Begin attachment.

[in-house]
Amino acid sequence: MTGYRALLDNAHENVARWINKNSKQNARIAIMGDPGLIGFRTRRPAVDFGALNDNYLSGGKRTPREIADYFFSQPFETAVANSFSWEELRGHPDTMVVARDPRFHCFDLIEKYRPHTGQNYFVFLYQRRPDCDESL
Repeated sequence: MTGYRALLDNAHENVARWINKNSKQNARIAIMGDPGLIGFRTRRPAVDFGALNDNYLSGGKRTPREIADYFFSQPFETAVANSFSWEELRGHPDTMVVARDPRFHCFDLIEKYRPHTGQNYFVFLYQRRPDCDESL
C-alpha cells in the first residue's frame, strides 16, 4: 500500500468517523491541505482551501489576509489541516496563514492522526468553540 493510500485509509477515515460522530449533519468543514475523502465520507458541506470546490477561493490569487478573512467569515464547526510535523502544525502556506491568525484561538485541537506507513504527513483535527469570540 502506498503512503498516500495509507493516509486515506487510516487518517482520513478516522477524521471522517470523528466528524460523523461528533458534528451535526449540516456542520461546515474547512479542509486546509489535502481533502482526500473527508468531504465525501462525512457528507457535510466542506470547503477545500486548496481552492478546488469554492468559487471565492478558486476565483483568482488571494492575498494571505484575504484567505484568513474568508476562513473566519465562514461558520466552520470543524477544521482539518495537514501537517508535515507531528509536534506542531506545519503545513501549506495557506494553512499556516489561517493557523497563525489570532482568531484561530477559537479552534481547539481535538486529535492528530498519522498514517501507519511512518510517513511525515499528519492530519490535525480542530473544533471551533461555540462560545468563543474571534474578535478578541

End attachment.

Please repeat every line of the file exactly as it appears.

[in-house]
Amino acid sequence: MTGYRALLDNAHENVARWINKNSKQNARIAIMGDPGLIGFRTRRPAVDFGALNDNYLSGGKRTPREIADYFFSQPFETAVANSFSWEELRGHPDTMVVARDPRFHCFDLIEKYRPHTGQNYFVFLYQRRPDCDESL
Repeated sequence: MTGYRALLDNAHENVARWINKNSKQNARIAIMGDPGLIGFRTRRPAVDFGALNDNYLSGGKRTPREIADYFFSQPFETAVANSFSWEELRGHPDTMVVARDPRFHCFDLIEKYRPHTGQNYFVFLYQRRPDCDESL
C-alpha cells in the first residue's frame, strides 16, 4: 500500500468517523491541505482551501489576509489541516496563514492522526468553540 493510500485509509477515515460522530449533519468543514475523502465520507458541506470546490477561493490569487478573512467569515464547526510535523502544525502556506491568525484561538485541537506507513504527513483535527469570540 502506498503512503498516500495509507493516509486515506487510516487518517482520513478516522477524521471522517470523528466528524460523523461528533458534528451535526449540516456542520461546515474547512479542509486546509489535502481533502482526500473527508468531504465525501462525512457528507457535510466542506470547503477545500486548496481552492478546488469554492468559487471565492478558486476565483483568482488571494492575498494571505484575504484567505484568513474568508476562513473566519465562514461558520466552520470543524477544521482539518495537514501537517508535515507531528509536534506542531506545519503545513501549506495557506494553512499556516489561517493557523497563525489570532482568531484561530477559537479552534481547539481535538486529535492528530498519522498514517501507519511512518510517513511525515499528519492530519490535525480542530473544533471551533461555540462560545468563543474571534474578535478578541